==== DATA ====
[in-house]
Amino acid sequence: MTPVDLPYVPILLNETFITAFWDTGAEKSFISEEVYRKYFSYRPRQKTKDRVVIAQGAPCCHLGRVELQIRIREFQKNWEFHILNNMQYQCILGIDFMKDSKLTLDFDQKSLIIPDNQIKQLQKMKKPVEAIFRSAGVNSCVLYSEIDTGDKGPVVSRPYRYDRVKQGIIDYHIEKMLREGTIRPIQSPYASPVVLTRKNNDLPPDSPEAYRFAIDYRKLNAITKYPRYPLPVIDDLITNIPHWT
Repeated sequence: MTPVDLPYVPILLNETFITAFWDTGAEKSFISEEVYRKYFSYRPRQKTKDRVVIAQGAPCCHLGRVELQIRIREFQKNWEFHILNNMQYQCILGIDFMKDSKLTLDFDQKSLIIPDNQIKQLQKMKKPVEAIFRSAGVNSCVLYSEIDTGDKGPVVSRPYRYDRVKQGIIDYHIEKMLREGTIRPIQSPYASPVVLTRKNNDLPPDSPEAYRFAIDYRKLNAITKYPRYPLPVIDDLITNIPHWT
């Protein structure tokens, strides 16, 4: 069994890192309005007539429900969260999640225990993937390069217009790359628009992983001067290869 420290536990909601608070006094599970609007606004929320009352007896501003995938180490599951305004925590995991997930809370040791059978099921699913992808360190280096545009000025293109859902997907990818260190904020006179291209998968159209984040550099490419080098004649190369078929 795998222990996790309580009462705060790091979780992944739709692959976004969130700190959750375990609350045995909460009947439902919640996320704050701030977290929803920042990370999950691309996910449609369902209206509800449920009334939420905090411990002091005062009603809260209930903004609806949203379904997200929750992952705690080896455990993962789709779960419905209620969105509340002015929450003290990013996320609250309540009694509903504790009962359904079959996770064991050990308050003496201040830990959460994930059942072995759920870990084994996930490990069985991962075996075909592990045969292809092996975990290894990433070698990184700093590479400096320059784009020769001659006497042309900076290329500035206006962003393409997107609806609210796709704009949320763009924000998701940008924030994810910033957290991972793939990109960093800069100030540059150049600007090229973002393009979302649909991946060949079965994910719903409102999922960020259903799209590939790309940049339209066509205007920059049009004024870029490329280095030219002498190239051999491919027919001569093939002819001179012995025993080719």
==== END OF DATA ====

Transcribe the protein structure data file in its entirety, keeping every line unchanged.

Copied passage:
[in-house]
Amino acid sequence: MTPVDLPYVPILLNETFITAFWDTGAEKSFISEEVYRKYFSYRPRQKTKDRVVIAQGAPCCHLGRVELQIRIREFQKNWEFHILNNMQYQCILGIDFMKDSKLTLDFDQKSLIIPDNQIKQLQKMKKPVEAIFRSAGVNSCVLYSEIDTGDKGPVVSRPYRYDRVKQGIIDYHIEKMLREGTIRPIQSPYASPVVLTRKNNDLPPDSPEAYRFAIDYRKLNAITKYPRYPLPVIDDLITNIPHWT
Repeated sequence: MTPVDLPYVPILLNETFITAFWDTGAEKSFISEEVYRKYFSYRPRQKTKDRVVIAQGAPCCHLGRVELQIRIREFQKNWEFHILNNMQYQCILGIDFMKDSKLTLDFDQKSLIIPDNQIKQLQKMKKPVEAIFRSAGVNSCVLYSEIDTGDKGPVVSRPYRYDRVKQGIIDYHIEKMLREGTIRPIQSPYASPVVLTRKNNDLPPDSPEAYRFAIDYRKLNAITKYPRYPLPVIDDLITNIPHWT
């Protein structure tokens, strides 16, 4: 069994890192309005007539429900969260999640225990993937390069217009790359628009992983001067290869 420290536990909601608070006094599970609007606004929320009352007896501003995938180490599951305004925590995991997930809370040791059978099921699913992808360190280096545009000025293109859902997907990818260190904020006179291209998968159209984040550099490419080098004649190369078929 795998222990996790309580009462705060790091979780992944739709692959976004969130700190959750375990609350045995909460009947439902919640996320704050701030977290929803920042990370999950691309996910449609369902209206509800449920009334939420905090411990002091005062009603809260209930903004609806949203379904997200929750992952705690080896455990993962789709779960419905209620969105509340002015929450003290990013996320609250309540009694509903504790009962359904079959996770064991050990308050003496201040830990959460994930059942072995759920870990084994996930490990069985991962075996075909592990045969292809092996975990290894990433070698990184700093590479400096320059784009020769001659006497042309900076290329500035206006962003393409997107609806609210796709704009949320763009924000998701940008924030994810910033957290991972793939990109960093800069100030540059150049600007090229973002393009979302649909991946060949079965994910719903409102999922960020259903799209590939790309940049339209066509205007920059049009004024870029490329280095030219002498190239051999491919027919001569093939002819001179012995025993080719």